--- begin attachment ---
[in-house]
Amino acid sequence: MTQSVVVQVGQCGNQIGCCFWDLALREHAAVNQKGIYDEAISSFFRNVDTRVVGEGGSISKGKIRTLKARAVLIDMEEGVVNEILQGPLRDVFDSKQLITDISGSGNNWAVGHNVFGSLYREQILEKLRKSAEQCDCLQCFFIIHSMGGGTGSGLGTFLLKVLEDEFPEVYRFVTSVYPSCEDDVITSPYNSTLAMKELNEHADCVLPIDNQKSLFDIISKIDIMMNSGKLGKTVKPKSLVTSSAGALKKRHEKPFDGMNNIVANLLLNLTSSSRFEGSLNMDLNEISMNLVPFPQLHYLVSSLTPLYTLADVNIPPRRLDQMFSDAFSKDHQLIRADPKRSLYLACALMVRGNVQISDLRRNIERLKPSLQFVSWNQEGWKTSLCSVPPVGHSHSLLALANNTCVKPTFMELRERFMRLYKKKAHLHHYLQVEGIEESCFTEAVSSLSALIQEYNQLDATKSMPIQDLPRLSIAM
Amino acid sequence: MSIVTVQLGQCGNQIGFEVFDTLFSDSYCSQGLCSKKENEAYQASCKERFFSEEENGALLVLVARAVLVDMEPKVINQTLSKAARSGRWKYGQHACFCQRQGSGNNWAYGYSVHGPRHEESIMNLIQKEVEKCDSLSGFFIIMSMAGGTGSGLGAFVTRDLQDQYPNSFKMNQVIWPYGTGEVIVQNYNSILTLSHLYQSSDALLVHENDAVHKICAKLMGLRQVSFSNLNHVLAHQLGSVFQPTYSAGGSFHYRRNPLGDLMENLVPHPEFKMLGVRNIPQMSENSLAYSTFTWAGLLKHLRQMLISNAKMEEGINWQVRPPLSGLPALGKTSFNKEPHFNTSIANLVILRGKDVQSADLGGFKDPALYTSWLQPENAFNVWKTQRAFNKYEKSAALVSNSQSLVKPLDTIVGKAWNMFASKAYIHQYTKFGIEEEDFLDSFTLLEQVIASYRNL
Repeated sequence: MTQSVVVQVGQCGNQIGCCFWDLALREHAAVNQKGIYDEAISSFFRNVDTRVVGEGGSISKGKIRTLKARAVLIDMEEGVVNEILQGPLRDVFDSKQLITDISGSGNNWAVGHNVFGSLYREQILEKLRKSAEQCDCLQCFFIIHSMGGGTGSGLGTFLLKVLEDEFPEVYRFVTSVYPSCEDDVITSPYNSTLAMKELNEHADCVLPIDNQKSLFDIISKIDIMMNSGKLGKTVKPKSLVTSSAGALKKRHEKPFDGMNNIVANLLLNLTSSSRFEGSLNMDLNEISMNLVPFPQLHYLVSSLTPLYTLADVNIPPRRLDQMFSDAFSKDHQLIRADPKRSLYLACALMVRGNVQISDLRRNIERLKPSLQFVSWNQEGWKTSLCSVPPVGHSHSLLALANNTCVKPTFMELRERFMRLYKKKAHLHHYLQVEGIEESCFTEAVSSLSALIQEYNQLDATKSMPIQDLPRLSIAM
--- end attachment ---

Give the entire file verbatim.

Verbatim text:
[in-house]
Amino acid sequence: MTQSVVVQVGQCGNQIGCCFWDLALREHAAVNQKGIYDEAISSFFRNVDTRVVGEGGSISKGKIRTLKARAVLIDMEEGVVNEILQGPLRDVFDSKQLITDISGSGNNWAVGHNVFGSLYREQILEKLRKSAEQCDCLQCFFIIHSMGGGTGSGLGTFLLKVLEDEFPEVYRFVTSVYPSCEDDVITSPYNSTLAMKELNEHADCVLPIDNQKSLFDIISKIDIMMNSGKLGKTVKPKSLVTSSAGALKKRHEKPFDGMNNIVANLLLNLTSSSRFEGSLNMDLNEISMNLVPFPQLHYLVSSLTPLYTLADVNIPPRRLDQMFSDAFSKDHQLIRADPKRSLYLACALMVRGNVQISDLRRNIERLKPSLQFVSWNQEGWKTSLCSVPPVGHSHSLLALANNTCVKPTFMELRERFMRLYKKKAHLHHYLQVEGIEESCFTEAVSSLSALIQEYNQLDATKSMPIQDLPRLSIAM
Amino acid sequence: MSIVTVQLGQCGNQIGFEVFDTLFSDSYCSQGLCSKKENEAYQASCKERFFSEEENGALLVLVARAVLVDMEPKVINQTLSKAARSGRWKYGQHACFCQRQGSGNNWAYGYSVHGPRHEESIMNLIQKEVEKCDSLSGFFIIMSMAGGTGSGLGAFVTRDLQDQYPNSFKMNQVIWPYGTGEVIVQNYNSILTLSHLYQSSDALLVHENDAVHKICAKLMGLRQVSFSNLNHVLAHQLGSVFQPTYSAGGSFHYRRNPLGDLMENLVPHPEFKMLGVRNIPQMSENSLAYSTFTWAGLLKHLRQMLISNAKMEEGINWQVRPPLSGLPALGKTSFNKEPHFNTSIANLVILRGKDVQSADLGGFKDPALYTSWLQPENAFNVWKTQRAFNKYEKSAALVSNSQSLVKPLDTIVGKAWNMFASKAYIHQYTKFGIEEEDFLDSFTLLEQVIASYRNL
Repeated sequence: MTQSVVVQVGQCGNQIGCCFWDLALREHAAVNQKGIYDEAISSFFRNVDTRVVGEGGSISKGKIRTLKARAVLIDMEEGVVNEILQGPLRDVFDSKQLITDISGSGNNWAVGHNVFGSLYREQILEKLRKSAEQCDCLQCFFIIHSMGGGTGSGLGTFLLKVLEDEFPEVYRFVTSVYPSCEDDVITSPYNSTLAMKELNEHADCVLPIDNQKSLFDIISKIDIMMNSGKLGKTVKPKSLVTSSAGALKKRHEKPFDGMNNIVANLLLNLTSSSRFEGSLNMDLNEISMNLVPFPQLHYLVSSLTPLYTLADVNIPPRRLDQMFSDAFSKDHQLIRADPKRSLYLACALMVRGNVQISDLRRNIERLKPSLQFVSWNQEGWKTSLCSVPPVGHSHSLLALANNTCVKPTFMELRERFMRLYKKKAHLHHYLQVEGIEESCFTEAVSSLSALIQEYNQLDATKSMPIQDLPRLSIAM